Under-Fire Police Control Room Criticised Over Death
20 July 2017, 15:08
Fresh failings have been raised at a criticised police control room over the handling of reports of concern for a vulnerable man who was later found dead.
The Police Investigations & Review Commissioner (Pirc) has been investigating the circumstances of the death of Andrew Bow, 37, at his flat in Edinburgh in March 2016.
Mr Bow, who had Asperger's Syndrome, was last seen by police officers on March 12 last year when they found him in a confused and paranoid state. He was taken to hospital for treatment before officers later took him back to his flat.
A few days later, police received reports of concern for Mr Bow, also pointing out damage to his flat. On March 16 there was a report from a member of the public that he may have taken his own life, but officers did not attend his home until March 23, when Mr Bow was found dead.
Police Scotland apologised to Mr Bow's family for "shortcomings'' over the events surrounding his death.
The Pirc investigation focused on the handling of telephone calls received in relation to Mr Bow's welfare, with a series of failings highlighted among Area Control Room (ACR) staff at Bilston Glen.
That centre was criticised following the deaths of John Yuill and Lamara Bell in July 2015. The couple lay undiscovered for days after a crash on the M9 near Stirling despite a sighting of their wrecked car being reported to the control room.
A report last year said the police call-handling performance has continued to improve since the two deaths.
Commissioner Kate Frame said "a number of failings'' were found by Pirc in response to repeated reports of concern for Mr Bow.
Pirc said no police resources were sent to the incident despite three separate calls reporting broken windows at the flat and concern for Mr Bow.
The flat was within a few minutes' walk of a central Edinburgh police office and community policing officers were available to respond, Pirc found.
Officers finally attended the flat on March 23 when a police sergeant in the Edinburgh area read details of the incident on the police system.
Entry was forced to the flat and and Mr Bow was found dead inside.
A post-mortem examination was unable to provide an estimated time, date or cause of death.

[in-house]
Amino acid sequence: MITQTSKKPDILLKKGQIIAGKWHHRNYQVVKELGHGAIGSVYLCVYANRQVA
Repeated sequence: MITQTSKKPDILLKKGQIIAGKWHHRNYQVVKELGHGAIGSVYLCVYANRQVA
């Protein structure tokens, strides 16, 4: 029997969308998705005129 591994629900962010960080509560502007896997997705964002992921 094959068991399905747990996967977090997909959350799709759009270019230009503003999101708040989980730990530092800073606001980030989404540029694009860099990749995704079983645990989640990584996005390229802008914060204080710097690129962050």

Commissioner Kate Frame said the handling and management of calls dealt with by staff at Bilston Glen needs to be improved and that all available operational resources are used for priority calls.
The Commissioner said: "It is particularly concerning that despite several members of the public contacting the police to express their concerns, Police Scotland appear to have taken no action in relation to the first approach and thereafter in response to the subsequent calls, failed to dispatch officers who were available, timeously, to investigate.
"Whilst there may have been confusion in identifying the correct address from the original report, the person who contacted the police on the second occasion offered to remain at his premises and point out the flat to officers. Had that opportunity been taken, the police would have been able to identify the deceased's flat and investigate matters sooner.''
Police Scotland Assistant Chief Constable Nelson Telfer said the force has made "significant changes and improvements'' since the incident.
"Even after the passage of time, our thoughts remain with Andrew's family and friends,'' Mr Telfer said.
"We do, however, note the recommendations within the Pirc report and acknowledge the fact that there were some shortcomings in relation to the events that led to Andrew's death in March 2016. We would like to offer our sincere apologies to Andrew's family and friends for that.
"We must learn from these findings to further improve our call handling and management and deployment of local policing resources.''
George Graham, who chairs the Scottish Police Authority (SPA) assurance group on call handling, said the Pirc report highlighted "a poor and disjointed police response''.
He added: "In the 16 months since this took place, the SPA has carried out an enhanced level of oversight and scrutiny as Police Scotland has sought to modernise its call handling and response.
"That work has been underpinned by the advice of HMICS who have carried out over 100 site visits to call centres in the course of their work.
"There is more still to do and, in a human operation such as this, misjudgements can still be made. While an individual incident should not define a service, it also cannot be ignored.
"I have spoken with DCC Johnny Gwynne about this report, and SPA will be seeking assurance from Police Scotland that the service as it stands now in summer 2017 is in a position to address the issues identified by Pirc in a much more coherent and effective way than it did in spring 2016.''